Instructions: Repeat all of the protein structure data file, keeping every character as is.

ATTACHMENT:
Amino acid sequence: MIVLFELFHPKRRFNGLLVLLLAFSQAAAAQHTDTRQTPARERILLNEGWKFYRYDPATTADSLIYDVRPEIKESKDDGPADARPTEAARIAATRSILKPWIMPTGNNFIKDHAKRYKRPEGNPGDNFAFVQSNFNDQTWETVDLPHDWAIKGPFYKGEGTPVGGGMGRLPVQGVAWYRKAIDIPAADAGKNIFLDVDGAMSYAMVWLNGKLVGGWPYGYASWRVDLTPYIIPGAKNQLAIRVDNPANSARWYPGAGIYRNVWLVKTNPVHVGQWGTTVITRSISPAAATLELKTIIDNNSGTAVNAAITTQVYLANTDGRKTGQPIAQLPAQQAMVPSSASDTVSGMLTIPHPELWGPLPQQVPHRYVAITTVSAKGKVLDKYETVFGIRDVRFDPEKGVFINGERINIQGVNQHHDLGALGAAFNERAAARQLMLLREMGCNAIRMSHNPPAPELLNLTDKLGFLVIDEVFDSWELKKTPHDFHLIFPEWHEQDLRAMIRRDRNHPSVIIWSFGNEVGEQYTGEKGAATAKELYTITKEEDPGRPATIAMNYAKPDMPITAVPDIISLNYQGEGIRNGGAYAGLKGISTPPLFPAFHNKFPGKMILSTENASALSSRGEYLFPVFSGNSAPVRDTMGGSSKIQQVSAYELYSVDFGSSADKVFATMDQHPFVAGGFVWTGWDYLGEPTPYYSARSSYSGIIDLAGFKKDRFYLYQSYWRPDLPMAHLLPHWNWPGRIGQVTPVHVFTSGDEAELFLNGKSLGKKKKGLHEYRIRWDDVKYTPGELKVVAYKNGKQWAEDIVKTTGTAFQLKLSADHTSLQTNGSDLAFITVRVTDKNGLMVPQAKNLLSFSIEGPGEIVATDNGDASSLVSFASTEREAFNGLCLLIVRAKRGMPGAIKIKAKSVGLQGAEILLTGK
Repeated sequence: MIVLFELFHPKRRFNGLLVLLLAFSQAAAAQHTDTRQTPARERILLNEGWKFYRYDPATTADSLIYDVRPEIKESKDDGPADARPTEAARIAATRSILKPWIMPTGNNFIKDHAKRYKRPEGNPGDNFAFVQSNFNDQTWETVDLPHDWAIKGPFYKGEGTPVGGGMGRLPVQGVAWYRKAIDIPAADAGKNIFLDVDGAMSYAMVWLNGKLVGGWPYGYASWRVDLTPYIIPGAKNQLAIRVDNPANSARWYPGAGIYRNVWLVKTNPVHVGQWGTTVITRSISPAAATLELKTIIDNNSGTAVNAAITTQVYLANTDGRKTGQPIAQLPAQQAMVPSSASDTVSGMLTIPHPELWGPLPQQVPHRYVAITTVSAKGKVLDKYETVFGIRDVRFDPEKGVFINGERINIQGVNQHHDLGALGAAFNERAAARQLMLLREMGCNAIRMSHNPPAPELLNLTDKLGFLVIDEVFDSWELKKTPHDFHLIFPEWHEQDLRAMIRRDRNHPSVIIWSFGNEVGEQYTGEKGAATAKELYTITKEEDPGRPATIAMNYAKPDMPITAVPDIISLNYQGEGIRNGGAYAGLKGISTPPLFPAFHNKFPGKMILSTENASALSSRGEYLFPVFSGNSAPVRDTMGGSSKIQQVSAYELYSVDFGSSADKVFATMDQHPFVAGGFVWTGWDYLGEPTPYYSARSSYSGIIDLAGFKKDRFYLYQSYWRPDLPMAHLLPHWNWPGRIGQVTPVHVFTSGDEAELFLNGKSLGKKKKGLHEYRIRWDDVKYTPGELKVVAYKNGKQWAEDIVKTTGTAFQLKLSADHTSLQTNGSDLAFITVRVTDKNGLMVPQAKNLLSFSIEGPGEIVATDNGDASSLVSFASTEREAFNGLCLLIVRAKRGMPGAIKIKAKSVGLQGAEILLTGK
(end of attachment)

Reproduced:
Amino acid sequence: MIVLFELFHPKRRFNGLLVLLLAFSQAAAAQHTDTRQTPARERILLNEGWKFYRYDPATTADSLIYDVRPEIKESKDDGPADARPTEAARIAATRSILKPWIMPTGNNFIKDHAKRYKRPEGNPGDNFAFVQSNFNDQTWETVDLPHDWAIKGPFYKGEGTPVGGGMGRLPVQGVAWYRKAIDIPAADAGKNIFLDVDGAMSYAMVWLNGKLVGGWPYGYASWRVDLTPYIIPGAKNQLAIRVDNPANSARWYPGAGIYRNVWLVKTNPVHVGQWGTTVITRSISPAAATLELKTIIDNNSGTAVNAAITTQVYLANTDGRKTGQPIAQLPAQQAMVPSSASDTVSGMLTIPHPELWGPLPQQVPHRYVAITTVSAKGKVLDKYETVFGIRDVRFDPEKGVFINGERINIQGVNQHHDLGALGAAFNERAAARQLMLLREMGCNAIRMSHNPPAPELLNLTDKLGFLVIDEVFDSWELKKTPHDFHLIFPEWHEQDLRAMIRRDRNHPSVIIWSFGNEVGEQYTGEKGAATAKELYTITKEEDPGRPATIAMNYAKPDMPITAVPDIISLNYQGEGIRNGGAYAGLKGISTPPLFPAFHNKFPGKMILSTENASALSSRGEYLFPVFSGNSAPVRDTMGGSSKIQQVSAYELYSVDFGSSADKVFATMDQHPFVAGGFVWTGWDYLGEPTPYYSARSSYSGIIDLAGFKKDRFYLYQSYWRPDLPMAHLLPHWNWPGRIGQVTPVHVFTSGDEAELFLNGKSLGKKKKGLHEYRIRWDDVKYTPGELKVVAYKNGKQWAEDIVKTTGTAFQLKLSADHTSLQTNGSDLAFITVRVTDKNGLMVPQAKNLLSFSIEGPGEIVATDNGDASSLVSFASTEREAFNGLCLLIVRAKRGMPGAIKIKAKSVGLQGAEILLTGK
Repeated sequence: MIVLFELFHPKRRFNGLLVLLLAFSQAAAAQHTDTRQTPARERILLNEGWKFYRYDPATTADSLIYDVRPEIKESKDDGPADARPTEAARIAATRSILKPWIMPTGNNFIKDHAKRYKRPEGNPGDNFAFVQSNFNDQTWETVDLPHDWAIKGPFYKGEGTPVGGGMGRLPVQGVAWYRKAIDIPAADAGKNIFLDVDGAMSYAMVWLNGKLVGGWPYGYASWRVDLTPYIIPGAKNQLAIRVDNPANSARWYPGAGIYRNVWLVKTNPVHVGQWGTTVITRSISPAAATLELKTIIDNNSGTAVNAAITTQVYLANTDGRKTGQPIAQLPAQQAMVPSSASDTVSGMLTIPHPELWGPLPQQVPHRYVAITTVSAKGKVLDKYETVFGIRDVRFDPEKGVFINGERINIQGVNQHHDLGALGAAFNERAAARQLMLLREMGCNAIRMSHNPPAPELLNLTDKLGFLVIDEVFDSWELKKTPHDFHLIFPEWHEQDLRAMIRRDRNHPSVIIWSFGNEVGEQYTGEKGAATAKELYTITKEEDPGRPATIAMNYAKPDMPITAVPDIISLNYQGEGIRNGGAYAGLKGISTPPLFPAFHNKFPGKMILSTENASALSSRGEYLFPVFSGNSAPVRDTMGGSSKIQQVSAYELYSVDFGSSADKVFATMDQHPFVAGGFVWTGWDYLGEPTPYYSARSSYSGIIDLAGFKKDRFYLYQSYWRPDLPMAHLLPHWNWPGRIGQVTPVHVFTSGDEAELFLNGKSLGKKKKGLHEYRIRWDDVKYTPGELKVVAYKNGKQWAEDIVKTTGTAFQLKLSADHTSLQTNGSDLAFITVRVTDKNGLMVPQAKNLLSFSIEGPGEIVATDNGDASSLVSFASTEREAFNGLCLLIVRAKRGMPGAIKIKAKSVGLQGAEILLTGK